3. Agree about Manu. Im a huge fan of his really rate him. Better than anything else we have available and he still has alot to learn. (I know im gonna get shot down because hes too inexperienced) but doesnt matter that he makes a few mistakes now and then because even making the mistakes he is better than Banahan/Tindall etc.

  4. In case anyone was wondering what sort of form Cipriani is showing at the moment then check this out:-

    http://www.youtube.com/watch?v=eMnaPR3DhLk

    Surely MJ can’t ignore this as it’s a try that Flood and Wilkinson can only dream of. It’s this kind of spark that England need to compete against the super powers in New Zealand later this year. Just need to keep that ego in tact

    .

  5. If you then watch the end of the game he throws a shocking pass and so the rebels lose the game. Not something you see Flood or Wilkinson do very often at all

  6. Paolo, agree that it was a return to the dark years. I can only think that it was a coaching issue as there were only 2 or 3 england players hitting each ruck. Combined with strong scottish competition at the breakdown, we didn’t have any quick ball all game. And like you say, once the ball did come out, no-one was injecting pace…although this is difficult to do when the defence have had enough time to line up their men.

    Youngs was trying to inject some pace into the game with quick taps at penalties, and he nearly succeeded in doing so – the injuries to Kelly Brown and the ref blunted the momentum just when it threatened to pick up.

    If Scotland showed the same desire and tenacity they do when they play England, they would surely win a few more close matches against other nations. England have a lot to work on if they’re going to get a win from the Dublin trip.

  7. Just throwing something out there…

    What about a 10,12,13 combo of Wilkinson, Flood, Manu Tuilagi.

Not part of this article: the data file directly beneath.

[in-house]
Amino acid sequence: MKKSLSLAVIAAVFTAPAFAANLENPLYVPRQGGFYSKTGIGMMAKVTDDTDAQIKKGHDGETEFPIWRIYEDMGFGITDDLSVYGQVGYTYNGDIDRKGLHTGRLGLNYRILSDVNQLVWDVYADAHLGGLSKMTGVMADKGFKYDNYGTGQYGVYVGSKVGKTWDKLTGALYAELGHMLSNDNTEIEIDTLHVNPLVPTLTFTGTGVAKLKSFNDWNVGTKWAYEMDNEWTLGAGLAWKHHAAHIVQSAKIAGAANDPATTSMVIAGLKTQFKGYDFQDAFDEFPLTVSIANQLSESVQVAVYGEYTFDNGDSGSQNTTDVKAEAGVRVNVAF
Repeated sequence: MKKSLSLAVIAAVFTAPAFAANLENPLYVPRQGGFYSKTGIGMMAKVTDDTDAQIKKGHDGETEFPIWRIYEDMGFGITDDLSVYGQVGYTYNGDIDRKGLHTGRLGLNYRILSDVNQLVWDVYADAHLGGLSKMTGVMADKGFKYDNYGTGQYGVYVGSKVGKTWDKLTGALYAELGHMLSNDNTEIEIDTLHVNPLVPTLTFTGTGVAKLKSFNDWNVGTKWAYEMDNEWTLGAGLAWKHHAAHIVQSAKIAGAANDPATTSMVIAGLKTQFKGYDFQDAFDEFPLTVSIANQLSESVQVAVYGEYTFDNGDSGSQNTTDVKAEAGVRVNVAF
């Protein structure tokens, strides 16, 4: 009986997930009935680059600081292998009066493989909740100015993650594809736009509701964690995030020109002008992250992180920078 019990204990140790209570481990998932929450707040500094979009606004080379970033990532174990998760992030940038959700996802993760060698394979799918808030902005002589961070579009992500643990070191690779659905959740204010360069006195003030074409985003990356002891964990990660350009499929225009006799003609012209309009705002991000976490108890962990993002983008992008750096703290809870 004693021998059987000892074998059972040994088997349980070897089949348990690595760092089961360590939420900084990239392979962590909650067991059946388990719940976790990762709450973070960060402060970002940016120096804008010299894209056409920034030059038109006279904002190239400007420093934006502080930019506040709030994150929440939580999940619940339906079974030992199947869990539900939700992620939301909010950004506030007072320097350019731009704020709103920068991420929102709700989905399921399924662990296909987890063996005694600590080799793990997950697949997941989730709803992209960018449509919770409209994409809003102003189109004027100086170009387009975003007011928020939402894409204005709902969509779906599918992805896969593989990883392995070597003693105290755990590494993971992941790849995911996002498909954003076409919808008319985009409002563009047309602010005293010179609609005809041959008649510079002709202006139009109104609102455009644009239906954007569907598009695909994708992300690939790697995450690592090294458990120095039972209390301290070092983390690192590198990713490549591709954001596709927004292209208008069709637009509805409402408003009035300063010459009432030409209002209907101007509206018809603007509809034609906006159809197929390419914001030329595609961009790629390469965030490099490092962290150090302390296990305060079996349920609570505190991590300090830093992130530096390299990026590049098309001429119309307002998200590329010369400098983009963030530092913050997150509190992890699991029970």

Wilkinson’s passing is crisp and precise at the moment, Flood can pass behind the tackler beautifully and makes Greenwood like breaks,Tuilagi runs good lines with power to break tackles and puts in big hits in defence, enough to worry any oncoming attacker!

    Comments?

    p.s. Anyone else think Richie Gray is a lion in the making?

  8. An interesting idea Jules, but not convinced it’s the answer. Flood has played 12 for England before, but you’d be shifting your playmaker and one of the best players at the moment to a different position which doesn’t make sense.

    I’m excited about Tuilagi, and it will be interesting to see how quickly he becomes part of Johnno’s squad.

    Flutey has been called up into the squad as cover for Tindall apparently, although it hasn’t been announced yet.

  9. Jimmymc – I’m a big fan of Warburton too. As a 7 myself I think there are a number of good young opensides coming through, Warburton and Pocock are clear examples. Shame about Tom Rees really..

    Lions discussion sounds like a great idea.

    Paolo – Agree with what you’re saying. I think we were probably shouting at England at the exact same times last weekend!

  10. The Scotland match and the France match both highlight the fact that England have no plan B. France rushed Youngs and Flood, causing Youngs to delay his pass leaving Flood with no room to work. The obvious thing to do was for Flood to kick for touch and pressure through defence at the line-out, or bring Hape closer and slightly behind but then that would highlight the fact that he isn’t an impact runner like Jamie Roberts of Wales for example. However, Hape’s speed into the gaps and off-loading ability would probably do the damage. In the 2nd half, France simply stopped applying the pressure and let England off. Scotland put the pressure on in all areas and England didn’t adapt again. Flood stood in the pocket as Wilkinson usually does, so there was no go-forward. I am pleased England has played a ball-in-hand attacking game rather than kicking it away all the time, but it is beginning to seem that this game plan owes itself more to Flood naturally attacking the line and Ashton, Cueto, and Foden, working really hard to get up to the guy with the ball – Ashton stands out in this area with his Rugby League background. The question in my mind is, how much of England’s current form is coached or just a happy coincidence? On the last two matches’ perfomance then I am leaning towards the latter! I have not been impressed with the England coaches for a while and in particular with the fact that there never seems to be a plan B – there are all these coaches with headsets and computers but there doesn’t appear to be any changes in tactics when things aren’t going well. England need someone other than Wilkinson as Flood’s backup and they need an alternative centre pairing – not that I think that Hape/Tindall are bad, but they just need an alternative.

Comments are closed.